20 October 2018
Is the role of teachers to encourage independent thinking among their students or to propagate politically correct thinking? Photo: Bloomberg
Is the role of teachers to encourage independent thinking among their students or to propagate politically correct thinking? Photo: Bloomberg

Should Hong Kong teachers join the Communist Party?

Parents in Hong Kong must feel like they’re on a roller-coaster ride this year, as Beijing increasingly  displays its intention to intervene in the city’s education system to encourage youth to be more “patriotic”.

Teachers are the latest target, and parents could be forgiven for asking whether Hong Kong is still a good place for their children’s education.

Executive councilor Fanny Law Fan Chiu-fun, who was in charge of the city’s education policies for several years after the handover in 1997, now has a new idea aimed at prospective teachers.

Law suggested that all new teachers spend a month across the border learning about the country before they become qualified to teach at Hong Kong schools.

She said the city needs to rely on young teachers’ efforts to imbue children with a stronger sense of national identity.

While Law’s comments may not represent the official views of the Hong Kong and Chinese governments, a pro-Beijing politician raising such an idea in the mainland media is worth paying attention to, since her comments could become policy some time in the future.

While Hong Kong parents spend a lot each month to have their kids join a wide range of extracurricular activities — such as music, calligraphy, arts and sports — in an effort to help them to beef up their personal profile, government officials focus on the children’s brains.

They want our kids to love China, to love the rule of the Communist Party and to love Hong Kong under Chinese rule.

Is that education or brainwashing?

Hong Kong parents choose a school based on the experience of its teachers and its track record of outstanding performance in public examinations.

They believe children shouldn’t be put under political pressure and used as a tool for the government to maintain the stability of society.

In school, students should enjoy the broadest freedom to absorb new knowledge and to incubate their critical and independent thinking, rather than learn to be a loyalist to the Communist Party.

Watching the rise of student groups such as Scholarism and the outbreak of the Occupy movement last year, the central and Hong Kong governments decided that the root of the problem may be not among the students but among teachers and the curriculum instead.

That may be why Law made her comments on teacher training in an attempt to introduce politically correct education to Hong Kong schools.

Law implied that young teachers can play a leading role in pushing pro-Beijing national education, since they grew up after the handover.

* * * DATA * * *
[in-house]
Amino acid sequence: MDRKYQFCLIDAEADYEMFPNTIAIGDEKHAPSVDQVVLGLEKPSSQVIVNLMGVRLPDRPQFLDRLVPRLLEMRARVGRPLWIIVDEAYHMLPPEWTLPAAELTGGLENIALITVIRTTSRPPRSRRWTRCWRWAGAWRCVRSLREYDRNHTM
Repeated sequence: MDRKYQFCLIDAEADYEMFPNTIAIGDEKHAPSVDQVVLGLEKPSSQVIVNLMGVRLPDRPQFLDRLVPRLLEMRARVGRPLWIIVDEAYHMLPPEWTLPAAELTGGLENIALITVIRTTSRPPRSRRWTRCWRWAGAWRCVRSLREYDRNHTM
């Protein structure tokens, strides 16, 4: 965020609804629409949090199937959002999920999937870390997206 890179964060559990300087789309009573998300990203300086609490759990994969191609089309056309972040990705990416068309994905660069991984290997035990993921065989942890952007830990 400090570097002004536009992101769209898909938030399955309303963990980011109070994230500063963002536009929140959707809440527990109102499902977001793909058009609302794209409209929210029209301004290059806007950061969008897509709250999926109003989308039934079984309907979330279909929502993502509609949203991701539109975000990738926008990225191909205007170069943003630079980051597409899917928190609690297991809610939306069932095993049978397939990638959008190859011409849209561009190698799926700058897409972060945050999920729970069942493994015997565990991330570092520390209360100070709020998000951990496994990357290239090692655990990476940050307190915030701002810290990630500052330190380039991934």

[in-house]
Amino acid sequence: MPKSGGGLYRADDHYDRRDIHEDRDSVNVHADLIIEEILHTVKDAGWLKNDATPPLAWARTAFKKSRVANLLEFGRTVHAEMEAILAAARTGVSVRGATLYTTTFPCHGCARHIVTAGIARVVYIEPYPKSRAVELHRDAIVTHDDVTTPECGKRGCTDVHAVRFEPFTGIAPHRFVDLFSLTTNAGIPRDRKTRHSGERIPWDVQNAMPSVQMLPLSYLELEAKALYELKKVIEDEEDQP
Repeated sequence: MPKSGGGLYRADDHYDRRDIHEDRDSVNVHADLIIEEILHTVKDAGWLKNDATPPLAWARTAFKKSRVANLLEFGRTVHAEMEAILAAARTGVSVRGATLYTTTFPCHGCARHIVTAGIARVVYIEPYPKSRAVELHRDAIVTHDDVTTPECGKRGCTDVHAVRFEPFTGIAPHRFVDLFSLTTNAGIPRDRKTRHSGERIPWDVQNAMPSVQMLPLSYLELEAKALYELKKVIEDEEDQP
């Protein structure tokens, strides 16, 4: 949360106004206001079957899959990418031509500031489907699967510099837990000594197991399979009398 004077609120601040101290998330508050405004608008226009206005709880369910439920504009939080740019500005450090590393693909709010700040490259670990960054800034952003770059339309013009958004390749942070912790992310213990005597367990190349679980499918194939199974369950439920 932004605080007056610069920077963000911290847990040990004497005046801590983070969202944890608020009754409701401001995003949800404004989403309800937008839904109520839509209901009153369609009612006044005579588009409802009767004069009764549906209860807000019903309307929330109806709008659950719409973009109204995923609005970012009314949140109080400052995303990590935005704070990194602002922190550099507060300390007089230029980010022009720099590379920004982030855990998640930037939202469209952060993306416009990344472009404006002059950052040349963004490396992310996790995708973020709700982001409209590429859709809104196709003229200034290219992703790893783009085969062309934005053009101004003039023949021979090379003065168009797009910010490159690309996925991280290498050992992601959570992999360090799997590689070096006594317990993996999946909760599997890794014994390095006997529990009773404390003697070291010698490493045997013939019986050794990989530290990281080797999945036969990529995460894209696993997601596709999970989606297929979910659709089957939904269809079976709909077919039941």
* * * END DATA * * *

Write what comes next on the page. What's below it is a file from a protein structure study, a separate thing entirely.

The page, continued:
She thinks they should have less difficulty teaching the modern history of China than senior teachers who were educated under the British colonial government, which Beijing loyalists consider biased against the country.

If Law’s wish is to be fully realized, all the teachers in Hong Kong should be members of the Communist Party.

Teachers won’t need to think independently, and their employment could be based on the depth of their knowledge of the Communist Party and their personal network within it, rather than their academic qualifications.

Is that a Hong Kong-style education?

Many parents from across the border seek school places for their kids in Hong Kong because they want to avoid mainland-style education, which focuses on political correctness.

But it seems that the Hong Kong government has no desire to uphold the city’s unique educational system, since it is said to be planning a closer partnership with mainland education authorities to implement a politically correct curriculum for Hong Kong schools.

Ming Pao Daily reported Monday that an official of the Communist Youth League, the youth arm of the Communist Party, admitted that Beijing and Hong Kong are working together to introduce a new Chinese history curriculum for Hong Kong students, to give them a correct perspective on modern Chinese history.

And they also plan to force Hong Kong students to visit Yan’an, the birthplace of the communist revolution, to understand the party’s glorious history and how it rose to rule the country. 

While Premier Li Keqiang has stressed the importance of the “one country two systems” principle, Beijing’s actions tell us it does not respect this principle and is trying to destroy the uniqueness of Hong Kong.

Education is the new battlefield for Beijing’s campaign to transform Hong Kong into a Chinese city like any in the mainland.

What’s next?

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EJ Insight writer

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